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  • The wise words of Manmohan Singh

    Posted On May 23, 2021

    By Karan Thapar

    Just before he lost power Dr. Manmohan Singh said history would be kind to him. I’m sure it will but it’s too early for such history to be written. However, what the good doctor did not know is that in just seven years things would so drastically change we would reflect on his views, not just with fondness and nostalgia, but as the hallmark of a wisdom we’ve sadly forgotten.


    This struck me when my friend Seema Chishti WhatsApped a link to an interview Dr. Singh gave the BBC in 1999. His glory days as finance minister were over. He was now the Leader of the Opposition in the Rajya Sabha. No one could have imagined he might one day become prime minister. This was, therefore, an interregnum. It was also a time when he spoke out honestly, boldly and said what we needed to hear. Watching that interview was like rediscovering Manmohan Singh.


    Listen to the things he said. They won’t just appeal to your heart and mind. They answer a deeper need. They fill the void that surrounds us. First, on what our politics has been reduced to.


    “Politics has ceased to be a vehicle of purposeful social change. It has become a ticket for power. Power for the sake of power. Not power as an instrument of doing something good for society.” And he placed the blame squarely on our leaders. “Many politicians practice a very divisive politics for narrow sectarian reasons. It may be good politics for the moment but it can be a sort of disaster for our country.”


    So what do we need? “I do believe we need a new type of politics. A politics of frankness, a politics which tells people things straight as they are. We cannot fool our people … I do believe for the last 50 years politicians have been taking our people for a ride and I feel there is a great danger if the gap between what politicians say, promise and do grows the way it has been growing.”


    At the heart of this new politics he saw new leadership. “Leadership is the crux of the matter. Leaders have to be leaders. They have to be pace-setters, not people who follow what is momentarily in the popular mind, look at the opinion polls every day and adjust their thinking to that. Without a measure of strong conviction Indian leadership cannot deliver the goods.”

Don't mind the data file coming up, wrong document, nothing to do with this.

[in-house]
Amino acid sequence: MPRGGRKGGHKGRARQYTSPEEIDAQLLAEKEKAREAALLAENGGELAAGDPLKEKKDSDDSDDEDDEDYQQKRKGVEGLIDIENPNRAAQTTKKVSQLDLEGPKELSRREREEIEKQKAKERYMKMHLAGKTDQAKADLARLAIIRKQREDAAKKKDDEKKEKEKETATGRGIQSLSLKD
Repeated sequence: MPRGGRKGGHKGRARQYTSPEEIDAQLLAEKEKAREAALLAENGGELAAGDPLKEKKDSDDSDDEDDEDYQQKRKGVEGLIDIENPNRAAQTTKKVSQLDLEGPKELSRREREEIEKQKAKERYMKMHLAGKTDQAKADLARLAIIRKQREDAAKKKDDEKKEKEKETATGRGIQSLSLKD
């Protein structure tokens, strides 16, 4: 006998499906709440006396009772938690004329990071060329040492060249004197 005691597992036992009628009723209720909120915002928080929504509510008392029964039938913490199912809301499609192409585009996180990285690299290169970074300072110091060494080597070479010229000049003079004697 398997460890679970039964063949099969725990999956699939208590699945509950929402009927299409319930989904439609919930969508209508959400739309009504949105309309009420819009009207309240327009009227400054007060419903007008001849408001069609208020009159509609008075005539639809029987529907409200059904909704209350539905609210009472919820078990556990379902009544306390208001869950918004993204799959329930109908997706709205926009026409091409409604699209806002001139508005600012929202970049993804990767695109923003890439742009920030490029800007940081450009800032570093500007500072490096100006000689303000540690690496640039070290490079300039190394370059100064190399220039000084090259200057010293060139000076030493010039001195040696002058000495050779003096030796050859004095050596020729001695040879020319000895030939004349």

And, he bluntly added, we need new thinking. “We need a change in the mind-set of all those who make critical ruling decisions of our national life, be it in politics, economics or social engineering. We need a big change in thinking at all levels but more so in those who are our leaders.”


    So what does this mean for politicians? “Politicians in our country do not adjust their thinking to the changing needs of our time. Our politicians feel whatever they learn in their childhood is adequate stock for them to pronounce on everything in the world. I think there’s contempt for knowledge. Unless our politicians value knowledge they cannot be purposeful instruments of social change.”


    But what if none of this happens? Indeed, what if things get worse? Well, Dr. Singh did not mince his words.


    “We should not assume there is a divine destiny which will ensure India continues to flourish and prosper, howsoever we mismanage our affairs. Great nations like the Soviet Union have perished and disappeared from the surface of the earth. If the Indian polity is not well managed we ought to realize a similar danger could overtake us too … I am not saying this is on the cards right away or it’s inevitable but if we continue to mismanage our economy, if we continue to divide our country on the basis of religion, caste and other sectarian issues, I think there is a great danger of that sort of thing happening. It’s a serious danger.”

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